A doctor once lauded for her AIDS treatment work is blaming one of her dozen or so personalities for a prescription painkillers scheme that defrauded Medicaid out of hundreds of thousands of dollars.
Diana Williamson was supposed to be sentenced on Monday, but U.S. District Judge Loretta Preska delayed a final determination until prison authorities say whether they can treat a variety of illnesses her lawyer says would certainly lead to her death behind bars.
The government has recommended Williamson, 56, go to prison for 11 years or more, but defense lawyer Jonathan Marks says any prison time would be a death sentence because Williamson has several severe medical issues that can't be treated in prison and require occasional emergency trips to a hospital.
Marks told the judge that his client deserved unusual leniency because she didn't know she was carrying out crimes. He said the crimes were carried out by Nala, one of her multiple personalities. He said Nala was "mischievous, irresponsible, reckless and, as we have just discovered, criminal."
The judge seemed skeptical of the multiple personality argument.
"I guess I'm having trouble understanding that with the defendant's remarkable medical career, having founded an AIDS hospital ... it doesn't seem to have impaired her ability to function as a medical professional," the judge said.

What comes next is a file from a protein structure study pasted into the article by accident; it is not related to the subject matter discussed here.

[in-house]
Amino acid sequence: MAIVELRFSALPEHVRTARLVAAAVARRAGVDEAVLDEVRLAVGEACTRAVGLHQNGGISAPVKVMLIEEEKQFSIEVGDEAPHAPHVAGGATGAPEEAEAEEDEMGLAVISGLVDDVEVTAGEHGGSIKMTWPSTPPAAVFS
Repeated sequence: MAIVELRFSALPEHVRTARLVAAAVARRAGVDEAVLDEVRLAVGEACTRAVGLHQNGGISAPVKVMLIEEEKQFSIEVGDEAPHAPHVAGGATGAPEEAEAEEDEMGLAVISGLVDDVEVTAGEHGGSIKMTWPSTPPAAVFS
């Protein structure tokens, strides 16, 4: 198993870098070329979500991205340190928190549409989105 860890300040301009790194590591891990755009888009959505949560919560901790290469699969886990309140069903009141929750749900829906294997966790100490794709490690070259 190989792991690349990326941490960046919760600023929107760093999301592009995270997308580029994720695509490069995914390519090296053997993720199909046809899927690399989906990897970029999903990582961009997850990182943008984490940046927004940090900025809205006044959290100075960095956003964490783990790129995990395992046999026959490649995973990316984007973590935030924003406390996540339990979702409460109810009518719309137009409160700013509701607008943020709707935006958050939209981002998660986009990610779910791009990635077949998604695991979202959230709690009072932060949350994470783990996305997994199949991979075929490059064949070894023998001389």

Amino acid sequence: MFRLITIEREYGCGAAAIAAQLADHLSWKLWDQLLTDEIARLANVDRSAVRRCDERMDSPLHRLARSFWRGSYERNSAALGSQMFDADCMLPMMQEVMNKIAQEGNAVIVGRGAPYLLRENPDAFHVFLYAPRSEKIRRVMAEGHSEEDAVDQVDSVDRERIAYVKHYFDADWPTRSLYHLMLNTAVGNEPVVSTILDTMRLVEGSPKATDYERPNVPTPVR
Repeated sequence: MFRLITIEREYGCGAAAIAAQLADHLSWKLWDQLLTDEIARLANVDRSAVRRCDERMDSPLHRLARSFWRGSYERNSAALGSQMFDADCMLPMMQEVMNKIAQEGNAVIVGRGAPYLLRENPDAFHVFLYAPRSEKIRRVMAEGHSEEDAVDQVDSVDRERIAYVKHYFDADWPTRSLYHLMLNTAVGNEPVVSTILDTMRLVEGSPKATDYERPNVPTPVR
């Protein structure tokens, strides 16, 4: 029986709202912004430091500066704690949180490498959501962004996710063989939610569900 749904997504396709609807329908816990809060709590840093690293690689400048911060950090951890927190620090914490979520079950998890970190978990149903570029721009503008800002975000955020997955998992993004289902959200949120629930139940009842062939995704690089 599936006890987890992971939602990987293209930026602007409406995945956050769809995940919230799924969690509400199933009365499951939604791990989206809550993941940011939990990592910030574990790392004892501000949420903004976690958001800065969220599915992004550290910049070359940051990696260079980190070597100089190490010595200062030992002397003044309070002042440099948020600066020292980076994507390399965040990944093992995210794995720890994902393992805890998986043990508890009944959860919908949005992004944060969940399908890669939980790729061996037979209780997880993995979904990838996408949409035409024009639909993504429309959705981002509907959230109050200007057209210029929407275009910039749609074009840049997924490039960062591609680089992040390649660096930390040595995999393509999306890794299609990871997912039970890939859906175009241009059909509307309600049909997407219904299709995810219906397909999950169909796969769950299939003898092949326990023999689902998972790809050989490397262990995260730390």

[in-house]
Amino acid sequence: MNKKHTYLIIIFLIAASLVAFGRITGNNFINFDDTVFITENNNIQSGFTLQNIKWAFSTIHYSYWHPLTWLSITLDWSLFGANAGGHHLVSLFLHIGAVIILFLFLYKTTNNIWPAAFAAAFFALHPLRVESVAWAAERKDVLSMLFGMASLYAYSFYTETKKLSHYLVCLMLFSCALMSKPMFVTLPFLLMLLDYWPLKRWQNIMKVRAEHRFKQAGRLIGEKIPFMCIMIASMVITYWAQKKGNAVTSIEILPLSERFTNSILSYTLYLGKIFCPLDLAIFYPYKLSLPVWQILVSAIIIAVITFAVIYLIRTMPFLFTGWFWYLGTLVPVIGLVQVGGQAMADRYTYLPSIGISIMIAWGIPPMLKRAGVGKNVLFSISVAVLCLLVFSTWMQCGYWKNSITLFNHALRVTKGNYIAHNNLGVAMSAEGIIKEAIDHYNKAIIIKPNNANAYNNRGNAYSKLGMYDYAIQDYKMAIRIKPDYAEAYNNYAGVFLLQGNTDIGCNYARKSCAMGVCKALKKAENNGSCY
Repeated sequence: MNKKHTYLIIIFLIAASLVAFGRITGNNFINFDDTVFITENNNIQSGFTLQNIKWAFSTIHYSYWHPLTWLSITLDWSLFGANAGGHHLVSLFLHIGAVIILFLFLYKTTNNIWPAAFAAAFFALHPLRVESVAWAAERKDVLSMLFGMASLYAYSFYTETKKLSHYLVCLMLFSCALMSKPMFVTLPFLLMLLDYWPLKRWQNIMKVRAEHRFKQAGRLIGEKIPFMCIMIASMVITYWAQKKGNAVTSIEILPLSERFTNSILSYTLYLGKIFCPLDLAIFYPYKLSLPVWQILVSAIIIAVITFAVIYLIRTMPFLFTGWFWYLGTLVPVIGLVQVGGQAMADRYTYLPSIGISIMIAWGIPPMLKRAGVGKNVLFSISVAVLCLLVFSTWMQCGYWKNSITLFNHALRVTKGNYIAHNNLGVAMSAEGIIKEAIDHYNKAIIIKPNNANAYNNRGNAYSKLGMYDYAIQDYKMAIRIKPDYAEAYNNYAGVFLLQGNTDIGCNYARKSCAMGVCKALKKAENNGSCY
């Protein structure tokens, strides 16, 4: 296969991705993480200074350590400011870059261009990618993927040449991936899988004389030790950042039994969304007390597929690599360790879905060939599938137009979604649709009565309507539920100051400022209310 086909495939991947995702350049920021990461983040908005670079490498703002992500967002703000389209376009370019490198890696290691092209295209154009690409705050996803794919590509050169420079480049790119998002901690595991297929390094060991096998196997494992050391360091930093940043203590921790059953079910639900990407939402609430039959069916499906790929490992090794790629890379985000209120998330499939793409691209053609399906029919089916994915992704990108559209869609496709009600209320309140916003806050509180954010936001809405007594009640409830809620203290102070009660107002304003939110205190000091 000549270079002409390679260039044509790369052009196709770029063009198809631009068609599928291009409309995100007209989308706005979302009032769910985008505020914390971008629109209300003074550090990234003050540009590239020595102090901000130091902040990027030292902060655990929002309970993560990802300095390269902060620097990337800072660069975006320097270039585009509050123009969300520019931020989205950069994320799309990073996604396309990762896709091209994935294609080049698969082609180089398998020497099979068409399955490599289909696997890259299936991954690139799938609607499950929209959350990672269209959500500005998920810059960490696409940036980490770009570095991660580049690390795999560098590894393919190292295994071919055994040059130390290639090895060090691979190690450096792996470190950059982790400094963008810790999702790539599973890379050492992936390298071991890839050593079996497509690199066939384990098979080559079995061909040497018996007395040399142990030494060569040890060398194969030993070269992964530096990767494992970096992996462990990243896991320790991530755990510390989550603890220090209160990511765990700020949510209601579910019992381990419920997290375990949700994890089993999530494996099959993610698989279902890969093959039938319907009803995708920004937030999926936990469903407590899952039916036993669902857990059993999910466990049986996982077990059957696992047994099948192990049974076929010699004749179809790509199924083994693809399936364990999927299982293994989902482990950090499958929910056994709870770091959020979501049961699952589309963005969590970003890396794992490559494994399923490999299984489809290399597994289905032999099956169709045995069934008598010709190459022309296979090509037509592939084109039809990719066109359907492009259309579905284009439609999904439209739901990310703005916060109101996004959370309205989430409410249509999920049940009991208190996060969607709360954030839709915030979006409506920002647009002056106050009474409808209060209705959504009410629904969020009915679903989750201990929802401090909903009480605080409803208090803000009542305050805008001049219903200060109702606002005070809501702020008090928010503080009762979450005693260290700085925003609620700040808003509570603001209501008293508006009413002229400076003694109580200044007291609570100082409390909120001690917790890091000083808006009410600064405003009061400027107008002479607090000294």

She delayed sentencing after a prosecutor acknowledged Williamson's severe medical issues and said a Bureau of Prisons official would have to say whether the prisons could handle her issues.
The government says Williamson defrauded Medicaid out of about $300,000, part of roughly $1 million that a wider conspiracy managed to scam from the program. Prosecutors say Williamson wrote phony prescriptions for about 11,000 painkiller pills that were bought with Medicaid benefits and then peddled on the street.
Authorities said the ring mostly dealt in oxycodone, a highly addictive pain medication often sold on the black market for $20 to $40 per pill as a substitute for heroin and other illegal drugs.
Two decades ago, Williamson, of Harlem, made a business magazine's list of young professionals on the rise.
Williamson, who has pleaded guilty in the case, declined to speak in court on Monday. In a letter to the judge, she blamed Nala, saying she "committed these crimes without telling Diana or the other parts of me about them."
"Perhaps it sounds incredible that a part of me could be doing something that the rest of me would not know about," Williamson said. "But everything about dissociative disorder is difficult to fathom for those who do not have it."